Saving the Child-Soldiers of Indonesia

Missionaries Helping Some as Young as 8

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AMBON, Indonesia, APR. 10, 2001 ( Child-soldiers were used this past year in the bloody confrontations between Muslims and Christians in the Molucca Islands, the Jesuit Refugee Service (JRS) reported.

They are called «agas,» a word alluding to a small fly with a lethal sting. Catholic missionaries are now working with the children, to try to rehabilitate them.

According to one of the workers, this service of the Church is helping 65% of the Christian agas. The JRS Catholic volunteers provide activities for them, such as talks on the Bible, courses in design, and games. «The object is to keep the children busy, so that they will think less about the war,» explained Edi Mulyono, JRS director in Indonesia.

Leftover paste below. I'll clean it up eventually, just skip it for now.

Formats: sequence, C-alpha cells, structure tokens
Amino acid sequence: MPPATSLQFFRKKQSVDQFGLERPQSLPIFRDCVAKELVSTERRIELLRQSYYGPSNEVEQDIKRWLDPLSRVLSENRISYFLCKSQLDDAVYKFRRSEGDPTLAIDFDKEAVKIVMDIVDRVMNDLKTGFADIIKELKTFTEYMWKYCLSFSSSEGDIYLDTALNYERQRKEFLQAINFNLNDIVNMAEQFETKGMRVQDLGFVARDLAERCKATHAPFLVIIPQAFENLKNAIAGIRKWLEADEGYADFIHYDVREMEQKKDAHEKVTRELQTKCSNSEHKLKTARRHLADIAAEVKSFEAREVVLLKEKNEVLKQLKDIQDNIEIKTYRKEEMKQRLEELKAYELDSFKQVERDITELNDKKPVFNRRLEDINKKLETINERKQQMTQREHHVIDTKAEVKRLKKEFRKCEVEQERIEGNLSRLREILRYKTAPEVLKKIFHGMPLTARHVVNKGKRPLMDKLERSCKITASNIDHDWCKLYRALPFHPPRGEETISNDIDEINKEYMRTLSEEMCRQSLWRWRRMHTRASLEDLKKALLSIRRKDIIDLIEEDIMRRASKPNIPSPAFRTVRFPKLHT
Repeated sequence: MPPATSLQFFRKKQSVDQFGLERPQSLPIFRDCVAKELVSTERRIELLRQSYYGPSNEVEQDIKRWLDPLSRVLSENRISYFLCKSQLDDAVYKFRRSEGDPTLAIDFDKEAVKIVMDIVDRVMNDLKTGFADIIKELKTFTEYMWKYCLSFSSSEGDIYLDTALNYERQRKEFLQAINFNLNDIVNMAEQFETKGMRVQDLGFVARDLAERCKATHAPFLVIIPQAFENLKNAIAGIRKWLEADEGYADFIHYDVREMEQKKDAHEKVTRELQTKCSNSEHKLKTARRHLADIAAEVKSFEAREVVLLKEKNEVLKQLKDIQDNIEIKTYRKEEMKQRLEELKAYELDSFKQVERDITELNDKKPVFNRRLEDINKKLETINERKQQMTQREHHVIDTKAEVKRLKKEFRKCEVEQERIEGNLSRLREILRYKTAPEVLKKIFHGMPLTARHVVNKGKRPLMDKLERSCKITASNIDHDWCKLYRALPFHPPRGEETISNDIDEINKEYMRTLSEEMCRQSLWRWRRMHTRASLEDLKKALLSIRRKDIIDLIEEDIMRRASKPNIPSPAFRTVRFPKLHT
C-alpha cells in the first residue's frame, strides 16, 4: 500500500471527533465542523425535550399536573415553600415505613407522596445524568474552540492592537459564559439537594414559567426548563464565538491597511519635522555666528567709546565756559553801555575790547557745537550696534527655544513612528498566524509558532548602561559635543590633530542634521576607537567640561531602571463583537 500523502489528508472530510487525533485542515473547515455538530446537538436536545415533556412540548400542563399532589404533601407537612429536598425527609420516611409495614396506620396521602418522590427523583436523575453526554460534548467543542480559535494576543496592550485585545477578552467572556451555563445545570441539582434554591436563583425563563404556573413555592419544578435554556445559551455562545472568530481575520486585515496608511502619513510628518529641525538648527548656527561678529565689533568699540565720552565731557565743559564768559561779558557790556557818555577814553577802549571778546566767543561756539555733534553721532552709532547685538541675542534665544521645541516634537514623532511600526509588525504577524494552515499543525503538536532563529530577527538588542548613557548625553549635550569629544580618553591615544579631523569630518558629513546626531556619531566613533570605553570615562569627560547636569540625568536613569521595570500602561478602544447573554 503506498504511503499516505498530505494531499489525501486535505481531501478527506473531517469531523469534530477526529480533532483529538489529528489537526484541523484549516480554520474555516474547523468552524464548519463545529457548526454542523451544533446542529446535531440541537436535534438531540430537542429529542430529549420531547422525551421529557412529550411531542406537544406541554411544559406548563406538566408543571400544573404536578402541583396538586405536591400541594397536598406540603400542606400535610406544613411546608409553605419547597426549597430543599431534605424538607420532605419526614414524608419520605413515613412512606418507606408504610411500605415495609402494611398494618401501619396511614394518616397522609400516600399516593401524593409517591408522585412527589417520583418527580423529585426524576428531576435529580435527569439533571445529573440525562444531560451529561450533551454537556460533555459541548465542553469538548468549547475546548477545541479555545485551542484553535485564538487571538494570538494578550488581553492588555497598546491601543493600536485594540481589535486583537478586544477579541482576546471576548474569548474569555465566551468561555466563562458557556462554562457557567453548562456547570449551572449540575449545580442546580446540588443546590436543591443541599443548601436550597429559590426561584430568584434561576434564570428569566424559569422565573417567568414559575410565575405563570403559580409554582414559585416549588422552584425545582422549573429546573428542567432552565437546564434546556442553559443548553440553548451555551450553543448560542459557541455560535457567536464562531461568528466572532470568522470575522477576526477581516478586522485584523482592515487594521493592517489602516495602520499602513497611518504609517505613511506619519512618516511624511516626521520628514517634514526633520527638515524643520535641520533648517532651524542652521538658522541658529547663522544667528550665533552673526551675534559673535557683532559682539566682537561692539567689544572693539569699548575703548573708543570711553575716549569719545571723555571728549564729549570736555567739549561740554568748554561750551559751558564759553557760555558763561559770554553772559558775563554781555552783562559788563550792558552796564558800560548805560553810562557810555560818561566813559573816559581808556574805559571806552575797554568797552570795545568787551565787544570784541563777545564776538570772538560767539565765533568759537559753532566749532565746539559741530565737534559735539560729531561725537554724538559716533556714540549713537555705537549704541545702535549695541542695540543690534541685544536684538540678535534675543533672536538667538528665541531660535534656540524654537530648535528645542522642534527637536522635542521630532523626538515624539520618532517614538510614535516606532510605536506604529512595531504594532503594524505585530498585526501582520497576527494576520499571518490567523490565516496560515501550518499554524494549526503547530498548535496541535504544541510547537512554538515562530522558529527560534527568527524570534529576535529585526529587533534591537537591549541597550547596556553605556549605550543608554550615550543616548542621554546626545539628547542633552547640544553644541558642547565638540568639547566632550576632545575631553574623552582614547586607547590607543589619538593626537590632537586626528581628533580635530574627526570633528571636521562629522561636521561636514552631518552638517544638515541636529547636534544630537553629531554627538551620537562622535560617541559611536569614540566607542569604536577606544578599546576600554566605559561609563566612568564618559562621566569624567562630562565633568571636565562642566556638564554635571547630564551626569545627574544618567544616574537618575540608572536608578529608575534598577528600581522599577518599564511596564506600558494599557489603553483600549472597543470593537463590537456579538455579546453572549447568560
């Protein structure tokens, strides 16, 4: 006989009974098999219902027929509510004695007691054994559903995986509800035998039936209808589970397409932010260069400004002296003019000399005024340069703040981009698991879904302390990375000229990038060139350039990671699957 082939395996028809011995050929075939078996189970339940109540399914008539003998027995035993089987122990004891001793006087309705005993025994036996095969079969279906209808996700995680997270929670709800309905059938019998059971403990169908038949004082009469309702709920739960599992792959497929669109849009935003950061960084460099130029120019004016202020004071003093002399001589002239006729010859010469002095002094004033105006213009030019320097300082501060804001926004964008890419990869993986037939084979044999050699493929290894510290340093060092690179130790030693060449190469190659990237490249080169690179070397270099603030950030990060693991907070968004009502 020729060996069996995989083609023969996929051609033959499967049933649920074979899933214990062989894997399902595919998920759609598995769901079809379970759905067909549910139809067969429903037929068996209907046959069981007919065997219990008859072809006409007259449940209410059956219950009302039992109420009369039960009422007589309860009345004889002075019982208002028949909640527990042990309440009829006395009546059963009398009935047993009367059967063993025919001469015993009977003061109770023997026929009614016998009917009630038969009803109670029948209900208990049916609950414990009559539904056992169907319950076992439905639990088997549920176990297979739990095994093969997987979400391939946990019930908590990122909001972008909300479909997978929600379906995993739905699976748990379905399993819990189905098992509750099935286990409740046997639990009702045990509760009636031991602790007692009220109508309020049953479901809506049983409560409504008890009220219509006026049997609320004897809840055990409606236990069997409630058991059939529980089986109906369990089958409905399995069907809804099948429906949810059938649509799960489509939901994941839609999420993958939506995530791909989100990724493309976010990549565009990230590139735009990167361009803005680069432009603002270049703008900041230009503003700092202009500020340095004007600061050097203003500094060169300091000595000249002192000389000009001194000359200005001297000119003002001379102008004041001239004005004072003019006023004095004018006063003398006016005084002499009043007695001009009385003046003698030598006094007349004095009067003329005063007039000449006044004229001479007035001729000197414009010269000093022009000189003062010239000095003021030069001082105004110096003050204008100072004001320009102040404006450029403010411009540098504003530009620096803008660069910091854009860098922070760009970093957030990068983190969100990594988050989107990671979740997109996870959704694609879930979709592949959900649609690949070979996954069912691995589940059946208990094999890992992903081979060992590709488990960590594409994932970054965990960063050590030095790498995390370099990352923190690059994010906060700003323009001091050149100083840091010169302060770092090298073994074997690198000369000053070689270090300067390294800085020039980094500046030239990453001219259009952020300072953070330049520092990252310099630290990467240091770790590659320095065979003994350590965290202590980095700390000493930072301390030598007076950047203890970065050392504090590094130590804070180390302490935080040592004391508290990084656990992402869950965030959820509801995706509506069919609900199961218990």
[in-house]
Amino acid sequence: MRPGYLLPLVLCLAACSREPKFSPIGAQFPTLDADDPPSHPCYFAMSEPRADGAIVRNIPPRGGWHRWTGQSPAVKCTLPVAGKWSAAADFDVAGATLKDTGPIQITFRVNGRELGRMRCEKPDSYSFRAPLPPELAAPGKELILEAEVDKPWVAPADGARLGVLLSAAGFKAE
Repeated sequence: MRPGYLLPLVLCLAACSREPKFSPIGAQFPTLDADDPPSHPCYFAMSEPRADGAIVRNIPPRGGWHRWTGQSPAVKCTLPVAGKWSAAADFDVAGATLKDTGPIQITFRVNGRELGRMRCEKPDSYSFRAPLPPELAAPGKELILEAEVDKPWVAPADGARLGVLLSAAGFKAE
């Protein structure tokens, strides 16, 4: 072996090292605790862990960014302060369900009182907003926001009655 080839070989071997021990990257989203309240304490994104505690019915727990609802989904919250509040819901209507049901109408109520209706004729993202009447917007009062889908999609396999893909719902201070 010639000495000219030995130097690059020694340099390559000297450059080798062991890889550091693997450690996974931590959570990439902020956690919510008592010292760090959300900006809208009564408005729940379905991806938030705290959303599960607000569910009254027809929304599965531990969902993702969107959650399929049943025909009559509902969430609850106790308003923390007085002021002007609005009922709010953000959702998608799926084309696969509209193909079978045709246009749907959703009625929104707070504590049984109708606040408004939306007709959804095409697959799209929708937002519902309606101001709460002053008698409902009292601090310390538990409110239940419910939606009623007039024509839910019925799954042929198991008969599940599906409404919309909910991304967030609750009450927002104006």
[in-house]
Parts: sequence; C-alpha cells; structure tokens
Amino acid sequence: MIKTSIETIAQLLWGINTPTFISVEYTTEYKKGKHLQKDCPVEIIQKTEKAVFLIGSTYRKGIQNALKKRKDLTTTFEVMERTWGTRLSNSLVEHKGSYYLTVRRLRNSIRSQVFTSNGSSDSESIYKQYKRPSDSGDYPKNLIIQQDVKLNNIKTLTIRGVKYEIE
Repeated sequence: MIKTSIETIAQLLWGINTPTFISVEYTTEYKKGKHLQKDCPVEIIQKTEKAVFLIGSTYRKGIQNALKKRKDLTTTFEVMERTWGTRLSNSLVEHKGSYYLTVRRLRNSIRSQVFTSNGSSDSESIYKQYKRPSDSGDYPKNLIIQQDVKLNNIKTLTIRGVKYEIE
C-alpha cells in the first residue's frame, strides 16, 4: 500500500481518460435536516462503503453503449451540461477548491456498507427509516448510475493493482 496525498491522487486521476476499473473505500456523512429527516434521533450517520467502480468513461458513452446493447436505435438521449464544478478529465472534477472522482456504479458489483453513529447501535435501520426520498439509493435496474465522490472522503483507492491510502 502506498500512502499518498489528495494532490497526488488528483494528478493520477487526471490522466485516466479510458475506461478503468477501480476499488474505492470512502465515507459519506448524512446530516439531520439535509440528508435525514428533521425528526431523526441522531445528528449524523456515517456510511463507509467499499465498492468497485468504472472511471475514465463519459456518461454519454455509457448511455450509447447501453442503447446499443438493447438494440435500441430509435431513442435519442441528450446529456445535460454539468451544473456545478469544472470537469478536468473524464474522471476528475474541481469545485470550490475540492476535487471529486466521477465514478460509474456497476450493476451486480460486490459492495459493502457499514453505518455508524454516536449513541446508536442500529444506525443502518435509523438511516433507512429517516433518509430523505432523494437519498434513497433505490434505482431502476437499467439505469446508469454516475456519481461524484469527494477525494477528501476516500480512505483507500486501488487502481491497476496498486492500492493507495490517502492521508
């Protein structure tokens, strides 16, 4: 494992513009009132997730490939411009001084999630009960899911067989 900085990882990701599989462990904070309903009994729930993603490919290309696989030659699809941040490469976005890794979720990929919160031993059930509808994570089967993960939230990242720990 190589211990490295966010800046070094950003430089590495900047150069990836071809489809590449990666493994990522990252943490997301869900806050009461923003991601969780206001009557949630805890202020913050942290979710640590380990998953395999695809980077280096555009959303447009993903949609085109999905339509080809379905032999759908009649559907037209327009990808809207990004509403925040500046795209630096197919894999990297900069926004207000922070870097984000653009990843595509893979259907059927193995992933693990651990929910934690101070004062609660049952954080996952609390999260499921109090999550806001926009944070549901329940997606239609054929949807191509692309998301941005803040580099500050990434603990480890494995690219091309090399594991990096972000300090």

In recent weeks, the Crisis Center of the Ambon Diocese has housed 42 young Christians, the youngest being 13, who fought in the war and are now protected by St. Francis Xavier Parish.

«Some of them have killed other people and burned houses,» the Crisis Center said in a statement. «Many have lost close relatives, parents and/or siblings, and have no place to go.»

Mulyono added: «Each side in the struggle has its own agas. One hears stories of children involved in the burning of villages, who have thrown kerosene bombs. Many are younger than 15 years, and there are some who are only 8. Some are still in the war. Some have been used as spies; others have made bombs.»

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